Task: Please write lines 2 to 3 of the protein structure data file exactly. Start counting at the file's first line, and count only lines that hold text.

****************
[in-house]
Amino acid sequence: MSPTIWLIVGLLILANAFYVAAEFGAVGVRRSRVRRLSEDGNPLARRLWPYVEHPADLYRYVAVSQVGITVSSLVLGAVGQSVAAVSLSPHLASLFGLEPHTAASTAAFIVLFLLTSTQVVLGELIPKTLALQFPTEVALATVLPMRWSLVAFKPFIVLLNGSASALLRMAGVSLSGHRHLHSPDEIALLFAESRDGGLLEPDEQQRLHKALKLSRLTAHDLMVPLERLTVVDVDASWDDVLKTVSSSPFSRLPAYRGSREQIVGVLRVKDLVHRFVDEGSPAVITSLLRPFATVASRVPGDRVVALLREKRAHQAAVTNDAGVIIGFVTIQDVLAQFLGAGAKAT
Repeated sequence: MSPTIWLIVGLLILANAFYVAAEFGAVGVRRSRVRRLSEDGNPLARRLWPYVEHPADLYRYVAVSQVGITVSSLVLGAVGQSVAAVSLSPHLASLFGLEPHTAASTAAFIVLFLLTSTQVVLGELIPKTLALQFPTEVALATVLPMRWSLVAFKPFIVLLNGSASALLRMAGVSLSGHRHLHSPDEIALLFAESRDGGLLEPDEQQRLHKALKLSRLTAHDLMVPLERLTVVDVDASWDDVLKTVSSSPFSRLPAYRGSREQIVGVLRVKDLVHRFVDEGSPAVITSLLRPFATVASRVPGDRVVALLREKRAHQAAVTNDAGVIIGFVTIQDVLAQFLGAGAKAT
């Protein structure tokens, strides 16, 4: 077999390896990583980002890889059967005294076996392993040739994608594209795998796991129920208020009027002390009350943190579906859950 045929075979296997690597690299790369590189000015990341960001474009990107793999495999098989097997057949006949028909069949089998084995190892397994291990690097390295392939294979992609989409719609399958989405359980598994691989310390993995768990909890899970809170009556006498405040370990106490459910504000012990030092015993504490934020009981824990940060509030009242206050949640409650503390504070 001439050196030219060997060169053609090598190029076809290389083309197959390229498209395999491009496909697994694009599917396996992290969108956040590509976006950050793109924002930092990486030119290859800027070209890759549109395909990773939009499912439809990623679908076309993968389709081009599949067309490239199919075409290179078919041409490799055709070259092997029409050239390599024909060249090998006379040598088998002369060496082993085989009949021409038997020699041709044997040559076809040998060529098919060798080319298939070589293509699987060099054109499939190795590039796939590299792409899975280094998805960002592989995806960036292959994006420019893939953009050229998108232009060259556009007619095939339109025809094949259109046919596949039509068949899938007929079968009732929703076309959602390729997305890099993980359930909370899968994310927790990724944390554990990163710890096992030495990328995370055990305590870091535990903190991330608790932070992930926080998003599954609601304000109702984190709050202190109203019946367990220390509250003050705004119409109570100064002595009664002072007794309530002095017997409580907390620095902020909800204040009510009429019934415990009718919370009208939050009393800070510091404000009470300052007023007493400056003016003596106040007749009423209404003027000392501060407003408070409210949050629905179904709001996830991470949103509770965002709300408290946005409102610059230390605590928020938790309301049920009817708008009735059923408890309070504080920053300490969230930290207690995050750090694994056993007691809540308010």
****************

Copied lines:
Amino acid sequence: MSPTIWLIVGLLILANAFYVAAEFGAVGVRRSRVRRLSEDGNPLARRLWPYVEHPADLYRYVAVSQVGITVSSLVLGAVGQSVAAVSLSPHLASLFGLEPHTAASTAAFIVLFLLTSTQVVLGELIPKTLALQFPTEVALATVLPMRWSLVAFKPFIVLLNGSASALLRMAGVSLSGHRHLHSPDEIALLFAESRDGGLLEPDEQQRLHKALKLSRLTAHDLMVPLERLTVVDVDASWDDVLKTVSSSPFSRLPAYRGSREQIVGVLRVKDLVHRFVDEGSPAVITSLLRPFATVASRVPGDRVVALLREKRAHQAAVTNDAGVIIGFVTIQDVLAQFLGAGAKAT
Repeated sequence: MSPTIWLIVGLLILANAFYVAAEFGAVGVRRSRVRRLSEDGNPLARRLWPYVEHPADLYRYVAVSQVGITVSSLVLGAVGQSVAAVSLSPHLASLFGLEPHTAASTAAFIVLFLLTSTQVVLGELIPKTLALQFPTEVALATVLPMRWSLVAFKPFIVLLNGSASALLRMAGVSLSGHRHLHSPDEIALLFAESRDGGLLEPDEQQRLHKALKLSRLTAHDLMVPLERLTVVDVDASWDDVLKTVSSSPFSRLPAYRGSREQIVGVLRVKDLVHRFVDEGSPAVITSLLRPFATVASRVPGDRVVALLREKRAHQAAVTNDAGVIIGFVTIQDVLAQFLGAGAKAT